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More Hospitals Call on Physicists to Keep Kids Safe

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Medical physicists are starting to play a bigger role in hospitals across the country. (Children's Mercy)
Medical physicists are starting to play a bigger role in hospitals across the country. (Children's Mercy)
 By Veronica CarterContact
March 21, 2016

KANSAS CITY, Mo. - More and more hospitals across the country are starting to add full-time medical physicists to their staffs. That's the case at Children's Mercy Kansas City.

Dr. Nima Kasraie is the first full-time physicist in the hospital's Department of Radiology, and his goal is to make sure diagnostic imaging is as safe as possible for the state's smallest residents.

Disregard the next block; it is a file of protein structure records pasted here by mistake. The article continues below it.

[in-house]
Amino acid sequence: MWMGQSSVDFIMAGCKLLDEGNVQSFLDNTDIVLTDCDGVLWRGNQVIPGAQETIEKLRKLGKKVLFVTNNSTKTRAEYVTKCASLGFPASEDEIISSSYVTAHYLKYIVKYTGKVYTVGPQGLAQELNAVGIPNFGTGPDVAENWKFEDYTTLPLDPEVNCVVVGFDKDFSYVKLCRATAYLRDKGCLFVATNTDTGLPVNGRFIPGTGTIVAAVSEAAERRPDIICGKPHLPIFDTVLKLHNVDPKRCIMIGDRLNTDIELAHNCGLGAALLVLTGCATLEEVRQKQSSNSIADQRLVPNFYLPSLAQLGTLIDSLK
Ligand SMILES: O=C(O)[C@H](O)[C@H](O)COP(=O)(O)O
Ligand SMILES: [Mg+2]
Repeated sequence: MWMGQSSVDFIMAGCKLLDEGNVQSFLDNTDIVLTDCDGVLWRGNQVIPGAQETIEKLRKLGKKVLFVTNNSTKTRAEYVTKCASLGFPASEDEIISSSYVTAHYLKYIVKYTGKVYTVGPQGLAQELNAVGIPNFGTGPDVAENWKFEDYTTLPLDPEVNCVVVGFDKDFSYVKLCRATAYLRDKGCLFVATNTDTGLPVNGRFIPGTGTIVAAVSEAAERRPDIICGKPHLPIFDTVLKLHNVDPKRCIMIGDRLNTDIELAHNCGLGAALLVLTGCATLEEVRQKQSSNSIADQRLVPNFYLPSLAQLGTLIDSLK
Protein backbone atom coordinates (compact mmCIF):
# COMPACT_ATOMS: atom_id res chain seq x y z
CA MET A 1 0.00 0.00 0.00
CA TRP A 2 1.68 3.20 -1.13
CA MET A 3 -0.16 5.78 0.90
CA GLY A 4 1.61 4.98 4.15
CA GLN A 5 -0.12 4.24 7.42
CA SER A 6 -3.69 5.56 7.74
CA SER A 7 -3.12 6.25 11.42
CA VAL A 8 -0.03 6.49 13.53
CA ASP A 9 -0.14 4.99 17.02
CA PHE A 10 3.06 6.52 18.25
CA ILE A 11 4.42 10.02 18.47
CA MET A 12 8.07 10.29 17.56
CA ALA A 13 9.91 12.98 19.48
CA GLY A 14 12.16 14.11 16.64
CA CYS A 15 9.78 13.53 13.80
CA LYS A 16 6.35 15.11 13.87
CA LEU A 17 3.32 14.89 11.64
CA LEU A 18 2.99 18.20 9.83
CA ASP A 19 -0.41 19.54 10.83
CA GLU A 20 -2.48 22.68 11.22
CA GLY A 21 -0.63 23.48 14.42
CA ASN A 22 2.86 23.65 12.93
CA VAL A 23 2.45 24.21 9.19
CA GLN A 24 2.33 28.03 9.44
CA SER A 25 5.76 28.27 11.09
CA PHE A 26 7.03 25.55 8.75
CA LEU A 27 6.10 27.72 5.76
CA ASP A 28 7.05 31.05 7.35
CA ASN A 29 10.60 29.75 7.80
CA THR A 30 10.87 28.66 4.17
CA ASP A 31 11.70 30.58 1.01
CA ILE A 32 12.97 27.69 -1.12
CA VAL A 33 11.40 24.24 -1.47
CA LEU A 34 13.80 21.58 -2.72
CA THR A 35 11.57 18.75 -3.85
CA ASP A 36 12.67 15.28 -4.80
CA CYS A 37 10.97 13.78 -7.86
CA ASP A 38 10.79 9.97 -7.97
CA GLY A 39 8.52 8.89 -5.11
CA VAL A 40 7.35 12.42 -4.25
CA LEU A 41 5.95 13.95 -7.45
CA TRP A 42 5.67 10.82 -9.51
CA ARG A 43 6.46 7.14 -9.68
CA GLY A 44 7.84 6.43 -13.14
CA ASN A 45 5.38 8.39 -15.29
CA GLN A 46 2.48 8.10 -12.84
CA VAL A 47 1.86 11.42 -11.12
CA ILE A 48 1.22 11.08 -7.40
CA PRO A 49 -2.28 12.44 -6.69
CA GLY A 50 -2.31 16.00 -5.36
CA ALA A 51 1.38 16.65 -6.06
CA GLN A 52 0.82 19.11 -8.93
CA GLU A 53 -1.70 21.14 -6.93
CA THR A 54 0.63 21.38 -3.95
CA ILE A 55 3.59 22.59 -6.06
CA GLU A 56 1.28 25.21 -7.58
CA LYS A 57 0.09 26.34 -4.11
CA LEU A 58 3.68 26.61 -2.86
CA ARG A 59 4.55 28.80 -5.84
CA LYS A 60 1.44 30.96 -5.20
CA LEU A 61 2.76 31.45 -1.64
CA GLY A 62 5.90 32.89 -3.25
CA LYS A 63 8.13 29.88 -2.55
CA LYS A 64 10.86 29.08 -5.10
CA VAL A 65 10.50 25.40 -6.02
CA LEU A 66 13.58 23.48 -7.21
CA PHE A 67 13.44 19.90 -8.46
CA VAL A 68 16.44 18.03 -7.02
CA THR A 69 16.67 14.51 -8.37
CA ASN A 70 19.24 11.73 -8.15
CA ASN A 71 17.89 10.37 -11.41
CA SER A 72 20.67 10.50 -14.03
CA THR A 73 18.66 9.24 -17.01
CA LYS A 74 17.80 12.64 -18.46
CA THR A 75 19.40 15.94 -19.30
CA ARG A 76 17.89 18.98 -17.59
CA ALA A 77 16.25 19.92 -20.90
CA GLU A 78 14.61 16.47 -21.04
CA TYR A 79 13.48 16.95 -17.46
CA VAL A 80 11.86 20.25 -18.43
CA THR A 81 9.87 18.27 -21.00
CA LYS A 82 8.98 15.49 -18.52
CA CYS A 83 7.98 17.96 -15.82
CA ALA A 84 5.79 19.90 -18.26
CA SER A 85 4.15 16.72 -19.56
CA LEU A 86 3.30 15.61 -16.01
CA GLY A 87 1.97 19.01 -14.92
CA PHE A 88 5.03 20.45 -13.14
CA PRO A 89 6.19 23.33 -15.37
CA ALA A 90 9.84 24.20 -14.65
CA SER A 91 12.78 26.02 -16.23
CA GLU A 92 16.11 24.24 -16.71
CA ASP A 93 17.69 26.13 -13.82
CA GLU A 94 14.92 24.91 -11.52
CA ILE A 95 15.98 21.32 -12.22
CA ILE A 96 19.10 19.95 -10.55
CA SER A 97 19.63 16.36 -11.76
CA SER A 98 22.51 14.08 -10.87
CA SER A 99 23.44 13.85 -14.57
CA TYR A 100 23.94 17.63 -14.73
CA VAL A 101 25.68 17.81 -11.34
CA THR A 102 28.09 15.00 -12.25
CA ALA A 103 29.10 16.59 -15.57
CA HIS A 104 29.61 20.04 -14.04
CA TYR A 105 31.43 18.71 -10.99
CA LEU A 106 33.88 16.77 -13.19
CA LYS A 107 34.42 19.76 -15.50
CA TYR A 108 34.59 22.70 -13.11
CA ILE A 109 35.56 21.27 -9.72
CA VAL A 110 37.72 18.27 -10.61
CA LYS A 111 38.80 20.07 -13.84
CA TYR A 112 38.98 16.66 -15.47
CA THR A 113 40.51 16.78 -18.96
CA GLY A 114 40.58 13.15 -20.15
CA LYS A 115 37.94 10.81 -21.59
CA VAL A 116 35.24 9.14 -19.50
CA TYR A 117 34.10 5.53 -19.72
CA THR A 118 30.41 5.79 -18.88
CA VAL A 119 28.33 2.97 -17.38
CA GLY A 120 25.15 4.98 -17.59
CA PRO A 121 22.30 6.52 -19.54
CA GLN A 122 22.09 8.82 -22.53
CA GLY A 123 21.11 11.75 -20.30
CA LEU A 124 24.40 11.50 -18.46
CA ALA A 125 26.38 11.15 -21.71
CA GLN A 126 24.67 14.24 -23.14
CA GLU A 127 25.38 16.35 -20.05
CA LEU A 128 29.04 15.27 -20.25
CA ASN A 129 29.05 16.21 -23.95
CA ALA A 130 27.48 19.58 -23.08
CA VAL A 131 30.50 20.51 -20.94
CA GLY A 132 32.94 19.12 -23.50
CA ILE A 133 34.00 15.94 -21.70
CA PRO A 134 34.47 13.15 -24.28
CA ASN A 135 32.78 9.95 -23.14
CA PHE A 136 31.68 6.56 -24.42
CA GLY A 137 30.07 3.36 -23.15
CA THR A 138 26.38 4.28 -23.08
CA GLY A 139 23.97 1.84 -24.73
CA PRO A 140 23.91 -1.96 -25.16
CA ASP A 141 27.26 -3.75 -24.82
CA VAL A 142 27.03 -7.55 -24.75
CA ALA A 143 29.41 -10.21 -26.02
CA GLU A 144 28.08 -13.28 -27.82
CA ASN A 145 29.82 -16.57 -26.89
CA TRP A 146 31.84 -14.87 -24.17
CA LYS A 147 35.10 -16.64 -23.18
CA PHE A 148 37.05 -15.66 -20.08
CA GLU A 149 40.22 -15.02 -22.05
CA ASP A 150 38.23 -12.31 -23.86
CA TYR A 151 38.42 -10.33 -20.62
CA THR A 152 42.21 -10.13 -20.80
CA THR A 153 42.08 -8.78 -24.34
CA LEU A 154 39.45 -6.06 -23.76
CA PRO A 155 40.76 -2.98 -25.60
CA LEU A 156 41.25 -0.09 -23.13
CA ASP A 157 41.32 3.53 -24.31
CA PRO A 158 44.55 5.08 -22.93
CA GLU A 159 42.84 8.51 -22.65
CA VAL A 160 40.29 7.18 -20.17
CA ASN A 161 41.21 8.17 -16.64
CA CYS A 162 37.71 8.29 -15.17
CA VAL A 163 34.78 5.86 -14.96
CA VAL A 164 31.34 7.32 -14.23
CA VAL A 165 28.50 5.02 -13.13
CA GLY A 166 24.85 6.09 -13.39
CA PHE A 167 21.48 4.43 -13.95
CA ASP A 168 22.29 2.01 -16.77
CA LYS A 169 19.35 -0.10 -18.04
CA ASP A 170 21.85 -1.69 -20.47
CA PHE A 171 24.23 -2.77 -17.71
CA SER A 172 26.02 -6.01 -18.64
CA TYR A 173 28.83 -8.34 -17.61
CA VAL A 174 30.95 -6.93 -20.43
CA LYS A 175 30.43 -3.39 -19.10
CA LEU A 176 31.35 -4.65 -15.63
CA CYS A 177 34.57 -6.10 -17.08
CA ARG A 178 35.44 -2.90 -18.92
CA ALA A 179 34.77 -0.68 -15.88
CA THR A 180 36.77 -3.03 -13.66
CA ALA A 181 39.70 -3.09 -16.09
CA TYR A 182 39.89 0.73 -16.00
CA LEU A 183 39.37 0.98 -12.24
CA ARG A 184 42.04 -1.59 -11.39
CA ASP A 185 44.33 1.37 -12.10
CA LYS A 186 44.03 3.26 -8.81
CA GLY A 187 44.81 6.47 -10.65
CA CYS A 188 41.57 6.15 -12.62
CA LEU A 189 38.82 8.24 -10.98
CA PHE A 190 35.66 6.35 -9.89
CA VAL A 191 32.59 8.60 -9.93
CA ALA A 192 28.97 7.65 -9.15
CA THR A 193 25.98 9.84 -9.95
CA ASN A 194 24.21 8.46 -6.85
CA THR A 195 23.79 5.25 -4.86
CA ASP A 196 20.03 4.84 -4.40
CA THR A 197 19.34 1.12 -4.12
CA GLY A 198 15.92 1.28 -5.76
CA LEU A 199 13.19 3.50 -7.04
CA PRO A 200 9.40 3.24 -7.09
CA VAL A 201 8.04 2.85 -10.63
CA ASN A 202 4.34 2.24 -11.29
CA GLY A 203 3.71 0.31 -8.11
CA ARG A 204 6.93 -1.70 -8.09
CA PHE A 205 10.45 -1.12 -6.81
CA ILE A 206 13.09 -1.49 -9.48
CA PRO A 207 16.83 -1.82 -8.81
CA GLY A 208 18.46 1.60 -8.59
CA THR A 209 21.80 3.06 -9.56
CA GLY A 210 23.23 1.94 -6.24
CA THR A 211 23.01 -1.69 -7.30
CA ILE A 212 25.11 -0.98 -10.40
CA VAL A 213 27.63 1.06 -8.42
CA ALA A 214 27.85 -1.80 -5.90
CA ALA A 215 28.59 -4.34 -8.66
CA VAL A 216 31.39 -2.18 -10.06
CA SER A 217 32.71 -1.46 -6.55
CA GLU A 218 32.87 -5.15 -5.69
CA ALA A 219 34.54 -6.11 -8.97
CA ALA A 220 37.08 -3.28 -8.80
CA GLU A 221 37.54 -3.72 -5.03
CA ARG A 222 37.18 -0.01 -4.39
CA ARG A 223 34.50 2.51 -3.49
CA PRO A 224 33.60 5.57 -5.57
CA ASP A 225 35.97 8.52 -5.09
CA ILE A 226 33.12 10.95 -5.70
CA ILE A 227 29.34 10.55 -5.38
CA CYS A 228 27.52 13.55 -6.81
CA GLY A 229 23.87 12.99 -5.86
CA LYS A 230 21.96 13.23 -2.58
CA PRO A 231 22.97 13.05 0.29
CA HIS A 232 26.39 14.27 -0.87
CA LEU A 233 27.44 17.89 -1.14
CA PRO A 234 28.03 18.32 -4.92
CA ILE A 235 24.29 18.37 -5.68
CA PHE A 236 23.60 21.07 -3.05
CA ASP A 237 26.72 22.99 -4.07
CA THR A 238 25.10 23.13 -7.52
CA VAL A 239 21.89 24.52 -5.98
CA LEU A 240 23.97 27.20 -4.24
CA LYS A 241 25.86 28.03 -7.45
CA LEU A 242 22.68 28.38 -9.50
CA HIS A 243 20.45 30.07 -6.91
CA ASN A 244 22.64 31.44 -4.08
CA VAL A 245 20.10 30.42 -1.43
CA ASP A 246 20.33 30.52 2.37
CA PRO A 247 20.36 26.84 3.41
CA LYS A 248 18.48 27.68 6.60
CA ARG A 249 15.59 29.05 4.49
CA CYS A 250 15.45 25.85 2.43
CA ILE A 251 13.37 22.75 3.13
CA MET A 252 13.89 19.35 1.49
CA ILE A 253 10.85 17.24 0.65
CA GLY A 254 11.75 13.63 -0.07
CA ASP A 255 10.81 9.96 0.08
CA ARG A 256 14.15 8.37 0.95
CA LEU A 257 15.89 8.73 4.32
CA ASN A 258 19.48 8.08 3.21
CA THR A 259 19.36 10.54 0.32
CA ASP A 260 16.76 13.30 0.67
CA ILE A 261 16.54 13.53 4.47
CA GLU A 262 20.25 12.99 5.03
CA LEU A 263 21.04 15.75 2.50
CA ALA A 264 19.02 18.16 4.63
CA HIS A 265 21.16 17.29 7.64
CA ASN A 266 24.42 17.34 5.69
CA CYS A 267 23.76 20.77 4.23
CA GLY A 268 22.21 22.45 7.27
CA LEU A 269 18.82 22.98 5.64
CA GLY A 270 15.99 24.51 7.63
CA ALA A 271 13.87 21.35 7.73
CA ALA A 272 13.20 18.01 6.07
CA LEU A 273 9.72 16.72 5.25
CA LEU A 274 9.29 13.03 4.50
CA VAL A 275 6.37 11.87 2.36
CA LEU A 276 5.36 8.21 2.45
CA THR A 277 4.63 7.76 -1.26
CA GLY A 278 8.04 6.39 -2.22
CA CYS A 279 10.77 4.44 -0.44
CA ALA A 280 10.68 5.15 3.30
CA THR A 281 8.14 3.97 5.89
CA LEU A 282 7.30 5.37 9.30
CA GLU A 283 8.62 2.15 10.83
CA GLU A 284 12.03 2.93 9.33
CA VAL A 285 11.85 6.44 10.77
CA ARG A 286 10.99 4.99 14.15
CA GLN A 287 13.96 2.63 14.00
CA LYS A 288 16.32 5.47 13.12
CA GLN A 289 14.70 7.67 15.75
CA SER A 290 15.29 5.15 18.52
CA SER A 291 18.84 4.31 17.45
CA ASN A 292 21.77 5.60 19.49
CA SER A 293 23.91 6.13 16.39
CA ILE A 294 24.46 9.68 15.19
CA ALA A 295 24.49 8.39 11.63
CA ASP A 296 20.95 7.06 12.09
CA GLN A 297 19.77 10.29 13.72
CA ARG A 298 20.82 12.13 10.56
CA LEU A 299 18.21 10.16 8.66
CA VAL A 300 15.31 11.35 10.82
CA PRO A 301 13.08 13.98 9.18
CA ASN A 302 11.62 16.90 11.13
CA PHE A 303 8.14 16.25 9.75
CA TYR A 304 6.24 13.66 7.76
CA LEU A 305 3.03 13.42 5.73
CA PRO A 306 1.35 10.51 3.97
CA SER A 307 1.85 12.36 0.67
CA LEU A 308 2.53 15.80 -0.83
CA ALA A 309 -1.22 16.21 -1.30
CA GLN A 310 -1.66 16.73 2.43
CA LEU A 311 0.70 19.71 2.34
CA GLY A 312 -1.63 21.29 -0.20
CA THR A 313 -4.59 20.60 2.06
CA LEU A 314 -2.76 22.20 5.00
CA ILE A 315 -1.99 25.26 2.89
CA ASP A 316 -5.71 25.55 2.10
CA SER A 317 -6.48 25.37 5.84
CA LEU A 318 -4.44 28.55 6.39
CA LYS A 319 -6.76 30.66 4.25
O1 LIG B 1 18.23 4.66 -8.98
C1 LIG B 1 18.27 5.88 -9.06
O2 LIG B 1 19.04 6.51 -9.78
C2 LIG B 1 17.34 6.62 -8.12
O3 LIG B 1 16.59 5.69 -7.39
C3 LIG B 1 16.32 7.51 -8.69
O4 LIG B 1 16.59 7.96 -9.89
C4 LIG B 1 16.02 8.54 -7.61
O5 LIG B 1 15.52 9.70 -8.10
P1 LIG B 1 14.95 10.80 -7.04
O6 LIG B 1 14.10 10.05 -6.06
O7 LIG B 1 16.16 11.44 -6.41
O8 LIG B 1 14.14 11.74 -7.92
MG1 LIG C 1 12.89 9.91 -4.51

He says children's and adults' bodies are very different, and not just in terms of size.

"They are more sensitive to radiation, because of the way that the metabolism works," says Kasraie. "We have to be careful about the amount of radiation that we give to them, because that same amount of radiation that you give to an adult is not going to have the same effect on a 2 year old."

Kasraie says Children's Mercy has imaging equipment especially geared for pediatric radiology that uses 60 percent less radiation than other equipment.

Kasraie says parents naturally have a lot of fear and questions when their children need diagnostic imaging, and that's where he comes in.

"What are the risk effects of radiation 20 or 30 years down the road," he says. "My kid comes and gets a CT scan today, he's 3 years old - what are the risks and chances of 30 or 20 years down the road of developing some carcinogenic outcome?"

He adds just a few years ago, medical physicists were doing mostly research, but with today's advanced equipment, it's helpful to have a full-time person to operate it, and to find safer ways to use it, especially on children.

He says hospitals across the nation are turning to these medical scientists to do that.

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